Saturday, April 19, 2014

Snow Ride up 410 to Heaven (Cayuse Pass), Down South Cayuse… and back

Author:  Nick Iverson

Climbing Hwy 410 toward Cayuse Pass
An Epic snow ride in mid April, requires a conjunction of phenomena:  several near crazed cyclists willing to pull off a ride into the unknown, roads cleared of snow and ice, and the weather Gods in an impish mood.  On a fabulous April 13, 2014, there was a small group of pretty good cyclists who decided to take on the slopes, and hope for a spectacular ride.  Pulling into the ranger station just west of Crystal Mtn. Blvd. the four of us (Bram, Steve, Michaela, Nick) headed toward the “Road Closed” sign on Hwy 410.  After ducking under the sign, we glanced up at the eastbound lane that was clear of debris and snow.  The air was crisp, but we were dressed well, and the sun was streaming gloriously through the trees that line the Park Entrance.  There was not a cloud in the sky.  We headed up the hill, planning to descend Hwy 123 (the south side of Cayuse Pass), if possible, but did not know if we would be facing some treacherous road conditions.  As we continued up the hill, we passed many beautiful views of Mt. Rainier in all its glory, snuggling up to “Little Tahoma” snow clad and etched into the clear blue sky.  There was a bit of urgency to climb up to the top of Cayuse Pass, as we were not sure we would be lucky enough to descend that hill.  We had forgotten our tire chains.  There were a few potholes on the ascent, and I tried to take notice of their location, as this part of the hill has lots of shadows later in the day.  One in particular appeared to be a minor sinkhole, beckoning the unfortunate descent riders a chance to catch some air… or worse.   Some snow had fallen off the snow “tunnel” as we continued, and some of the rocks were nearly the size of a medium Winnebago.

At the top of Cayuse, we could see that the continuation up toward Chinook Pass would require some sort of all terrain vehicle, good boots or snowshoes.  We started the Cayuse descent, and
Nick at the top of Cayuse Pass
were pleased that the road was clear and dry; however, rounding the next bend we could see areas that included melted snow crossing the Highway, occasionally 10 feet across, and the areas that appeared wet were still frozen.  Personally, I am not one to bomb down sketchy roads on skinny tires with 110 psi.  Doing some quick math, I figured that I had less than one square inch of tire sitting on the road.  I walked around a couple of the icy stretches, and watched the other three take their chances rolling carefully across the slick stretches of glistening terror.  Perhaps my butt hitting the ground only two days before when my left cleat was stuck at our garage door, reinforced the notion that riding across these patches was not a good idea.  However, in less than one quarter mile, the road was again clear and dry, and we could continue down the snow tunnel and take quick peeks of the beauty of the snowy terrain and mountain.  Speeds soon picked up, but there were still occasional icy streaks across the road.  Near the bottom of the hill, a log crossed the road, and there was about one foot thick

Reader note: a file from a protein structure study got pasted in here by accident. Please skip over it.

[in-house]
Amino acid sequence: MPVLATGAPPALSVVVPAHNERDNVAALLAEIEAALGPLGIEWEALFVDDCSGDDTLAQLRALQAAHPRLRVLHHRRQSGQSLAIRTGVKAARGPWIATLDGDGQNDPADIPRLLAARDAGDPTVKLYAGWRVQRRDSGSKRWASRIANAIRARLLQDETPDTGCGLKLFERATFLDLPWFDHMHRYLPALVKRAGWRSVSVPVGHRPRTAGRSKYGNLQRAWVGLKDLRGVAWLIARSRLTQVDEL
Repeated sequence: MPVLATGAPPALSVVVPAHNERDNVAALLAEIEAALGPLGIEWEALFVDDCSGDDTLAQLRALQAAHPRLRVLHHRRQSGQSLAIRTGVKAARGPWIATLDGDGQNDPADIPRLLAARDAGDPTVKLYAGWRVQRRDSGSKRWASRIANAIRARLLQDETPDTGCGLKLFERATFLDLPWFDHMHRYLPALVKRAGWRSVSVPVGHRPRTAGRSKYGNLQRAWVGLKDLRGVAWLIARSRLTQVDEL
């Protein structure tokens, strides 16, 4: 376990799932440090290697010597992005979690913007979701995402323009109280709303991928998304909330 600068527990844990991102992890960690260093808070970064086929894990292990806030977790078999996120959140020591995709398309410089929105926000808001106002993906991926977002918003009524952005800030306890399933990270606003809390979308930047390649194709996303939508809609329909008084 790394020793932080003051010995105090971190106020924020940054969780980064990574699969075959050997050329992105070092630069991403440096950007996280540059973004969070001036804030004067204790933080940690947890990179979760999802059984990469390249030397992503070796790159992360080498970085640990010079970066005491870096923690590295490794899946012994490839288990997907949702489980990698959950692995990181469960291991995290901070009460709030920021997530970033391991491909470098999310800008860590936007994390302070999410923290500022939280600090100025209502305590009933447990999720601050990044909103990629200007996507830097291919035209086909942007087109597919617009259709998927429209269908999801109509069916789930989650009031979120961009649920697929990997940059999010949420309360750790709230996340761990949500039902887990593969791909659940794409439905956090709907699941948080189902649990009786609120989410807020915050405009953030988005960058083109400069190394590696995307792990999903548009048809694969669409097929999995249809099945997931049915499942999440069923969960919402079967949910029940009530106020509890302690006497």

End of the road at bottom of Hwy 123
of ice and snow blocking the road for about 10 feet, but the road was clear beyond this impediment.  The log was a sign.  Go back.  The ride was great, the company good, and we had some climbing to do.  The ascent was uneventful, and Dr. Nick cleverly brought up the rear.  The upper descent down 410 was ecstasy!  The road had great visibility, was dry and had very little debris.  For me, a bit visually challenged, the descent into the trees, creating quick changes of sun and shade, provided the perfect opportunity not to see a sinkhole the size of the Grand Canyon.  With precision, I hit the middle of this killer hole, bounced airborne and landed slightly sideways, but somehow managed not to crash.  I had watched Steve and Bram bomb down past this area at sub light speed.  I was not afraid, just terrified.  Maybe a passing cycling angel gave me a lift.  We regrouped at the “Road Closed” gate, and with a sense of euphoria, (along with the reminder that cycling can be dangerous), we proceeded to the car, then headed back to 70 degrees in Puyallup, babbling like children.  Was this a perfect ride?  Perhaps!  Days like these are pure joy.

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